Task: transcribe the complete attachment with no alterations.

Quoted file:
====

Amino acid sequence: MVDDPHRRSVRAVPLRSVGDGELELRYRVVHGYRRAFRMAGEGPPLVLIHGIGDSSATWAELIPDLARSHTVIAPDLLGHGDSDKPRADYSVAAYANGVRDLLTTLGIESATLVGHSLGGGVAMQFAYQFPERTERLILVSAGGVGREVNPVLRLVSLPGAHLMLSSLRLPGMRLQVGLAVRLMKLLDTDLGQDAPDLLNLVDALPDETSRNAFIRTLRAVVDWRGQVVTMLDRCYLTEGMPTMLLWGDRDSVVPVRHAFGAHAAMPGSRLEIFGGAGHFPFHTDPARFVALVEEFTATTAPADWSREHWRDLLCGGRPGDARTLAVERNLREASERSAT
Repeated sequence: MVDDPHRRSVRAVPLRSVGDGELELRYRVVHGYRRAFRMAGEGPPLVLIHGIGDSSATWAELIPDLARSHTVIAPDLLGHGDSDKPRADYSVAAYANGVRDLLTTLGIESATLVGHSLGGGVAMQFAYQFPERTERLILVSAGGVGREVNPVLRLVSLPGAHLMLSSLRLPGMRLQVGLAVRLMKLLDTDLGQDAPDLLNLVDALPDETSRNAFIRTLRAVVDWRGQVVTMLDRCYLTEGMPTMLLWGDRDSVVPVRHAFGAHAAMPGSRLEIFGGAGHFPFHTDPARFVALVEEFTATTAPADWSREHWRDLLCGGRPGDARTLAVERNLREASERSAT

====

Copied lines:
Amino acid sequence: MVDDPHRRSVRAVPLRSVGDGELELRYRVVHGYRRAFRMAGEGPPLVLIHGIGDSSATWAELIPDLARSHTVIAPDLLGHGDSDKPRADYSVAAYANGVRDLLTTLGIESATLVGHSLGGGVAMQFAYQFPERTERLILVSAGGVGREVNPVLRLVSLPGAHLMLSSLRLPGMRLQVGLAVRLMKLLDTDLGQDAPDLLNLVDALPDETSRNAFIRTLRAVVDWRGQVVTMLDRCYLTEGMPTMLLWGDRDSVVPVRHAFGAHAAMPGSRLEIFGGAGHFPFHTDPARFVALVEEFTATTAPADWSREHWRDLLCGGRPGDARTLAVERNLREASERSAT
Repeated sequence: MVDDPHRRSVRAVPLRSVGDGELELRYRVVHGYRRAFRMAGEGPPLVLIHGIGDSSATWAELIPDLARSHTVIAPDLLGHGDSDKPRADYSVAAYANGVRDLLTTLGIESATLVGHSLGGGVAMQFAYQFPERTERLILVSAGGVGREVNPVLRLVSLPGAHLMLSSLRLPGMRLQVGLAVRLMKLLDTDLGQDAPDLLNLVDALPDETSRNAFIRTLRAVVDWRGQVVTMLDRCYLTEGMPTMLLWGDRDSVVPVRHAFGAHAAMPGSRLEIFGGAGHFPFHTDPARFVALVEEFTATTAPADWSREHWRDLLCGGRPGDARTLAVERNLREASERSAT